I’m going to give this one a keep as an Evercade title with the added bonus of an extra keep for the Vs. when you can play with two real people.
Bowling was released in 1979, the creation of Larry Kaplan who many of you may know as a founder of Activision. In bowling you bowl. There are six game modes that boil down to three variations and a one and two player mode for each variation. The variations change how your ball moves.
It’s not a complicated game, but it’s pretty fun. The sound isn’t grating for an Atari 2600 game and I know I say this a lot but the quality will be improved when the Atari Vs. comes out and you can actually play with two players.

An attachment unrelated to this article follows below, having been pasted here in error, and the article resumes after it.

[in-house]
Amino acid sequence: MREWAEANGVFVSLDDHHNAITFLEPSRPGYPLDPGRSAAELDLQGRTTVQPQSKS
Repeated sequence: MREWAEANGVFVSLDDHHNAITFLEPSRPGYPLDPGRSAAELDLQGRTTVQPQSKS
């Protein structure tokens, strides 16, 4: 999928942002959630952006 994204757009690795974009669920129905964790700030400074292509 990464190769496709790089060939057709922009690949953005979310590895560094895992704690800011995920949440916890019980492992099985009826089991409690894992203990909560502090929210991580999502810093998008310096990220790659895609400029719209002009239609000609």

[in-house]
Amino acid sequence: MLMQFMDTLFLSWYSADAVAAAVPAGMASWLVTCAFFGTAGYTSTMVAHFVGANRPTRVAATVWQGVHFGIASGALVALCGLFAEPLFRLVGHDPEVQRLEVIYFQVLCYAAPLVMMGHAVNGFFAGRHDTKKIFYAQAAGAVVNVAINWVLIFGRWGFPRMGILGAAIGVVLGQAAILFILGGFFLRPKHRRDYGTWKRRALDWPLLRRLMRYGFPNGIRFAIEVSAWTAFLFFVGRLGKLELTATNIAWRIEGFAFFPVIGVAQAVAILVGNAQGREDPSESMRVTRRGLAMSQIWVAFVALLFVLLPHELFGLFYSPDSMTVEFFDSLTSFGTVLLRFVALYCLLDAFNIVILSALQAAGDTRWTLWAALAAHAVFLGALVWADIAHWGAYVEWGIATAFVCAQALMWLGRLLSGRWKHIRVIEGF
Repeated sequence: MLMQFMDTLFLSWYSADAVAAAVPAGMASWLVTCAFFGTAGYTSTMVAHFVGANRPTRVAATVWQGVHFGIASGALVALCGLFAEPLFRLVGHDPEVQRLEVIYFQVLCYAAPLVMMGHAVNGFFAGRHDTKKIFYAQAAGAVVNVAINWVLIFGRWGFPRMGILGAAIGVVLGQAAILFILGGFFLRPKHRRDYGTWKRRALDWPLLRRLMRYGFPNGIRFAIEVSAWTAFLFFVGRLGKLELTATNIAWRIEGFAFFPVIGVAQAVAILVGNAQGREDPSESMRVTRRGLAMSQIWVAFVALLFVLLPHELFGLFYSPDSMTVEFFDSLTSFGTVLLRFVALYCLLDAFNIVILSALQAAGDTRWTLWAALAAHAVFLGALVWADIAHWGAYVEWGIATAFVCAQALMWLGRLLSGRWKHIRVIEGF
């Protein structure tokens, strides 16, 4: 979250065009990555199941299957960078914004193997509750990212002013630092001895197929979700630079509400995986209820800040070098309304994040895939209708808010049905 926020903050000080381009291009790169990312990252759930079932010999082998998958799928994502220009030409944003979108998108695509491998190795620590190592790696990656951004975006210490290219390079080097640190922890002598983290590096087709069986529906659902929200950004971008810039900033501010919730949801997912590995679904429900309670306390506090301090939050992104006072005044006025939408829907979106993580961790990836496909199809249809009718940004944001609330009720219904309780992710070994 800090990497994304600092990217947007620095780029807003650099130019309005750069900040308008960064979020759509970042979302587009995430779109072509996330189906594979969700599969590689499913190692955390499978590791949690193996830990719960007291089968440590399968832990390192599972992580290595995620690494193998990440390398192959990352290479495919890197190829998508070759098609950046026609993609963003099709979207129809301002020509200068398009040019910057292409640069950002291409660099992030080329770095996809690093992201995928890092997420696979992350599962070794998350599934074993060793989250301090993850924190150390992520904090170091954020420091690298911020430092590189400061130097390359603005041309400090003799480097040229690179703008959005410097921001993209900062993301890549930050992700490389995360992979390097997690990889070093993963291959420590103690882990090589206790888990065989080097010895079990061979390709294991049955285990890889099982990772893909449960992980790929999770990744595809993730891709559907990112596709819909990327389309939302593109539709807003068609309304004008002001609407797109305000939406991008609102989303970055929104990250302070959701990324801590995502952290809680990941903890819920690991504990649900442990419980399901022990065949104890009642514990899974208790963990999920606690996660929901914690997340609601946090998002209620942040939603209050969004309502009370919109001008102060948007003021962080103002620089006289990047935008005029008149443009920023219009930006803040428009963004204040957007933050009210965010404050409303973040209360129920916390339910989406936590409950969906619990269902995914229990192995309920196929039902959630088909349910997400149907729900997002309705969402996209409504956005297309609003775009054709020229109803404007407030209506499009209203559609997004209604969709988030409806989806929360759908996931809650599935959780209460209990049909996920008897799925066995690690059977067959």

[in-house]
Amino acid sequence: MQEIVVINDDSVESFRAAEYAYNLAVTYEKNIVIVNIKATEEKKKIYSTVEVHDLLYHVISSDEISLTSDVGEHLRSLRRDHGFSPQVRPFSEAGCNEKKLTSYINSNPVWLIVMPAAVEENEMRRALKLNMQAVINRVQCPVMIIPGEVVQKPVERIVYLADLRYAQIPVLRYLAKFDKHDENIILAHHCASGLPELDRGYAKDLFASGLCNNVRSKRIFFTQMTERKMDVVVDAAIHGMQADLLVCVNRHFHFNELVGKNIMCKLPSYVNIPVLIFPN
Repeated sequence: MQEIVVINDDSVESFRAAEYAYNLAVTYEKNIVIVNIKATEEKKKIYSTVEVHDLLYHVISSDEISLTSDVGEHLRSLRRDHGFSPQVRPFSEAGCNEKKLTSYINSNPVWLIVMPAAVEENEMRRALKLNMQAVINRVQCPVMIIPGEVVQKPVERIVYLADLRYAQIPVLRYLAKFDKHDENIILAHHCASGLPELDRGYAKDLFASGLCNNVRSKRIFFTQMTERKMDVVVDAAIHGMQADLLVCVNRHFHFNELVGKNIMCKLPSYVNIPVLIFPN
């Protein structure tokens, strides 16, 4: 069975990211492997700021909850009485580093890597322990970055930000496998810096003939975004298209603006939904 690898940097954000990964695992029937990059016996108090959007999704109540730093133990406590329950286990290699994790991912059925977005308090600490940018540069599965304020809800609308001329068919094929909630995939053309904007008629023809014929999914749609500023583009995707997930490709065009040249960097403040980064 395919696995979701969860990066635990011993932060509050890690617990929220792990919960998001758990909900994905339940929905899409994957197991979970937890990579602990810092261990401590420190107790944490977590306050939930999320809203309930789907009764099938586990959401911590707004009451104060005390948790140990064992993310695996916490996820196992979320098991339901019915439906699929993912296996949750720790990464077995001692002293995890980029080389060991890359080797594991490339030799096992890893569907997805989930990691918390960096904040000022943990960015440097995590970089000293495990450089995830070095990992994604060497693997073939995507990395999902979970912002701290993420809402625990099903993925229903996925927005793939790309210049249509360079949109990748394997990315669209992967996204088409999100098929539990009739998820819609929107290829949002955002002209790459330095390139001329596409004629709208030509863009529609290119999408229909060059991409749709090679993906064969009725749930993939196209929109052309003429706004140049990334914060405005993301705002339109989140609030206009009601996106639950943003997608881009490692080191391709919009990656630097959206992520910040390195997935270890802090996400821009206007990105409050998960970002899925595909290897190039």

I’ll give this one a keep, but as a title you’ll boot up every once in a while. It’s an Atari 2600 game, it’s not a marathoner.
Didn’t I talk about this one already? The original Atari collection had Centipede from the 2600. Centipede on the Atari 7800 is everything the 2600 version is but better. Better sound, better graphics, smoother controls, everything. There’s even a two player simultaneous mode that to my recollection doesn’t exist on the 2600.
Centipede is a fun as hell arcade game where the goal is to shoot the centipede before it reaches you, shoot the other things, and obviously not die. The Atari carts are really the easiest for me to review because they’re such basic concepts at heart. The game is fast paced, hard, and the goal is to get your high score incrementally higher. Why? So that crush of yours will see the score and want to smooch you. Obviously.